Last night’s Democratic presidential debate featured plenty of support for stricter gun control, to nobody’s surprise. Even Bernie Sanders, who opposed the Brady Act, started backpedaling on his record and said he supported the prosecution of gun manufacturers.

By this point, everyone assumes that Democrats are anti-gun. But why should they be? Stricter gun control would rely on police for enforcement and — as progressives know too well — police tend to target minorities. Far from their dream of a gun-free America, progressives would wake up to the nightmare of more black men prosecuted for non-violent “crimes.”

Meg Arnold and Nathan Goodman break it down in the PanAm Post:

Recent gun-control initiatives may lack racist intent, but they nevertheless inflict racially disparate consequences. New York implemented its stop-and-frisk policy, which enabled the New York Police Department to harass and profile people of color, in the name of getting weapons off the streets.

There are similar disparities on a national level. Anthony Gregory of the Independent Institute notes that in 2011, “49.6 percent of those sentenced to federal incarceration with a primary offense of firearms violations were black, 20.6 percent were Hispanic, and only 27.5 percent were white.”

When the act of merely possessing a firearm is a crime, police must use their judgment to decide who “looks dangerous.” Unsurprisingly, this leads to the racial profiling of young men in poor neighborhoods—those who look like gangsters to the subjective eyes of an officer.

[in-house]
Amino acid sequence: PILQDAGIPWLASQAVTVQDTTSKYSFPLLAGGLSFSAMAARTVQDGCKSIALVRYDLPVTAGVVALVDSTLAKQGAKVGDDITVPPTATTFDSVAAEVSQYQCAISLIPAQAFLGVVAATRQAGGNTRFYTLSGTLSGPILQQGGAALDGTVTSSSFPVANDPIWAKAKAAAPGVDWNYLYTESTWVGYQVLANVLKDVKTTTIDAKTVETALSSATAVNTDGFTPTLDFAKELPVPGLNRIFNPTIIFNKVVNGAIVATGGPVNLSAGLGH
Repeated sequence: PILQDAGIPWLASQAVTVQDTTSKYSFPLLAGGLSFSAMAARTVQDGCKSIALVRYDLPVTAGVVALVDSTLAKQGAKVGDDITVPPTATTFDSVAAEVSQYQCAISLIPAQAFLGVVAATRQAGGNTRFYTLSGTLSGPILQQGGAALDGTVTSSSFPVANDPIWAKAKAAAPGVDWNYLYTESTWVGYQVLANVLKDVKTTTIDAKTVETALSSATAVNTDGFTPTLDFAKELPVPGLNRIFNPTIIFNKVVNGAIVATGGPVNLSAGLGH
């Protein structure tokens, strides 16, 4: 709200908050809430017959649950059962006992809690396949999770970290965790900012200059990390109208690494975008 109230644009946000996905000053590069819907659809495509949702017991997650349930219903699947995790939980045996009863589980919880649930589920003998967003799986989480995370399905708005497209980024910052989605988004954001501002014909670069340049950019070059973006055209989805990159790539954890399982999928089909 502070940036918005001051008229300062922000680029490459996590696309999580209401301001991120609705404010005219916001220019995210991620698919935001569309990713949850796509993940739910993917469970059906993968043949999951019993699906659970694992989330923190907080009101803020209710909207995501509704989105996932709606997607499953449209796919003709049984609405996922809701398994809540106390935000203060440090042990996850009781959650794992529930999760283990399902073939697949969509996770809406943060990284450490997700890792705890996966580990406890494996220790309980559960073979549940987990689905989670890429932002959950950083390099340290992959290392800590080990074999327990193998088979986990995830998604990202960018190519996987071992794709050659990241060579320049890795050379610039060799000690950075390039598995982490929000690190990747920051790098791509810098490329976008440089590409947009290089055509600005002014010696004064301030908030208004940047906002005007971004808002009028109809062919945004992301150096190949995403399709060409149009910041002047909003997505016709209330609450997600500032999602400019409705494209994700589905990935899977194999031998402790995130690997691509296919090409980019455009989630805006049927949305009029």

While stricter gun control would be universal on the books, district attorneys are much less likely to prosecute whites for possession because of the Second Amendment culture that is often associated with rural and suburban towns. Michelle Alexander gave a great anecdote about this selective enforcement bias in her book The New Jim Crow:

“I had an [assistant U.S. attorney who] wanted to drop the gun charge against the defendant [in a case which] there were no extenuating circumstances. I asked, ‘Why do you want to drop the gun offense?’ And he said, ‘He’s a rural guy and grew up on a farm. The gun he had with him was a rifle. He’s a good ol’ boy, and all good ol’ boys have rifles, and it’s not like he was a gun-toting drug dealer.’ But he was a gun-toting drug dealer, exactly.”

Liberals should look themselves in the mirror before demanding stricter gun control. Far from an antiquated conservative cause, gun rights protect minorities from both police harassment and the dangers that lurk in high-crime neighborhoods where calling 911 won’t do much good.

Making the moral case for gun rights AP
Casey Given About the author:
Casey Given is executive Director of Young Voices. Follow him on Twitter @caseyjgiven
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